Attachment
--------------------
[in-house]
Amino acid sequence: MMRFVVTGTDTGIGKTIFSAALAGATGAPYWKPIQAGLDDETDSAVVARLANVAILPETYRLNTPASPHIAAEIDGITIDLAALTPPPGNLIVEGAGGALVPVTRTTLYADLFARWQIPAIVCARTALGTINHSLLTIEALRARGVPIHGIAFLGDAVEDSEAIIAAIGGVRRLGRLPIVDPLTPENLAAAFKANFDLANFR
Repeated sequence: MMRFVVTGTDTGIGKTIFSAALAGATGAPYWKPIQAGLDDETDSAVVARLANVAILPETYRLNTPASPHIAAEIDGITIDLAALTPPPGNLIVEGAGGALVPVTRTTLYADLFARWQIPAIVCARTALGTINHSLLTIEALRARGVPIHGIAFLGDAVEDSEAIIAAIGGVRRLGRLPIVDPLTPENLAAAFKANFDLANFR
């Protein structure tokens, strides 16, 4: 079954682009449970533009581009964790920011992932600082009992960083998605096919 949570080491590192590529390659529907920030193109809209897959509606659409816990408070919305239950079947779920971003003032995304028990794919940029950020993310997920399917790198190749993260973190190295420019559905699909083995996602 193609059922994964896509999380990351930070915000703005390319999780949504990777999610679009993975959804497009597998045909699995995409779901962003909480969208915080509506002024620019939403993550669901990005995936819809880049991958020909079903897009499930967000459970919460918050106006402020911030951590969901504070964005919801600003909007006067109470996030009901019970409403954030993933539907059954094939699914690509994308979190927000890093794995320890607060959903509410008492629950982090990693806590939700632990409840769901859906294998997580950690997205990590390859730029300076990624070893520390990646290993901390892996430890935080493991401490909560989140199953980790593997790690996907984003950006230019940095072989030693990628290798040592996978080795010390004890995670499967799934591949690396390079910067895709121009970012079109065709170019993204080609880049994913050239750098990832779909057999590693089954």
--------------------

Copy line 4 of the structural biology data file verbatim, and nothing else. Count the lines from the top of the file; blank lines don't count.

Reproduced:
């Protein structure tokens, strides 16, 4: 079954682009449970533009581009964790920011992932600082009992960083998605096919 949570080491590192590529390659529907920030193109809209897959509606659409816990408070919305239950079947779920971003003032995304028990794919940029950020993310997920399917790198190749993260973190190295420019559905699909083995996602 193609059922994964896509999380990351930070915000703005390319999780949504990777999610679009993975959804497009597998045909699995995409779901962003909480969208915080509506002024620019939403993550669901990005995936819809880049991958020909079903897009499930967000459970919460918050106006402020911030951590969901504070964005919801600003909007006067109470996030009901019970409403954030993933539907059954094939699914690509994308979190927000890093794995320890607060959903509410008492629950982090990693806590939700632990409840769901859906294998997580950690997205990590390859730029300076990624070893520390990646290993901390892996430890935080493991401490909560989140199953980790593997790690996907984003950006230019940095072989030693990628290798040592996978080795010390004890995670499967799934591949690396390079910067895709121009970012079109065709170019993204080609880049994913050239750098990832779909057999590693089954």